#4: “Ad Astra” (Opens May 24th)

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Having seen We Own the Night, The Immigrant, and The Lost City of Z, I’m now convinced that James Gray is one of the most underrated filmmakers working in America. He has a certain classical touch that seems to permeate across multiple genres. I’m incredibly curious to see what he has cooked up for Ad Astra, an original sci-fi epic apparently inspired by the novel Heart of Darkness. It centers on a slightly autistic Army engineer who goes on a space voyage to find his father, who was last heard heading for Neptune about 25 years earlier. Not only does boast stars like Brad Pitt and Tommy Lee Jones, but also Christopher Nolan’s recent muse Hoyte Van Hoytema is handling the cinematography.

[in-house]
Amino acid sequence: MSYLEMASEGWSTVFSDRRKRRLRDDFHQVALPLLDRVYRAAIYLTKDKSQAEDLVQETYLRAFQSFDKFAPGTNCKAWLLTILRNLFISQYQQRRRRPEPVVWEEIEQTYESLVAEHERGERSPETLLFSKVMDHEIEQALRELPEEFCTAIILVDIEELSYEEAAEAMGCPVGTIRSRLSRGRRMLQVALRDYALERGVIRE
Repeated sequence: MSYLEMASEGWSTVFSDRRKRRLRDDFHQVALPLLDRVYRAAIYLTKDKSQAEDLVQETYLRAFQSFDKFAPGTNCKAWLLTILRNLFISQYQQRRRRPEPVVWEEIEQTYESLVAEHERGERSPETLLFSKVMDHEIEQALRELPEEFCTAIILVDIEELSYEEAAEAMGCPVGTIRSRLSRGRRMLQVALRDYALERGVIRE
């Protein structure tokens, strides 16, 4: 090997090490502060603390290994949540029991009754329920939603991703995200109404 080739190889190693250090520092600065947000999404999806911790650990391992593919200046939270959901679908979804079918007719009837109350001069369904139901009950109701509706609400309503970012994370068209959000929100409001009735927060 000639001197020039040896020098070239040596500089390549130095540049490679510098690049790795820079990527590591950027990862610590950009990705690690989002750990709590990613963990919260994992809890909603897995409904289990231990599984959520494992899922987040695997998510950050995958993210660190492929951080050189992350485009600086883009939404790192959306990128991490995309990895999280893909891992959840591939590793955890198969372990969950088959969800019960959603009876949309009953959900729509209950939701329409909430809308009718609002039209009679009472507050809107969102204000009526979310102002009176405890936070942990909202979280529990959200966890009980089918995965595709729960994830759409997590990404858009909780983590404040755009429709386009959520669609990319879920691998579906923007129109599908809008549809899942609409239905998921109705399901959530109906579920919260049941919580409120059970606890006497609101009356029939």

#3: “Knives Out” (Opens November 27th)

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With nary a poster, trailer, first-look image, or even proper synopsis in sight, it says a lot that I’m putting Knives Out this high on the list. It has been described by several sources as writer-director Rian Johnson’s modern-day take on a classic Agatha Christie whodunit murder mystery. It’s far too rare that we can get a movie as simple as that these days. Not to mention, it has a stacked cast including Daniel Craig, Lakeith Stanfield, Chris Evans, Don Johnson, and even Jamie Lee Curtis. It’s really intriguing to see what Johnson has in store for a smaller-scale story like this after helming a huge blockbuster like The Last Jedi. Speaking of which…

#2: “Star Wars Episode IX” (Opens December 20th)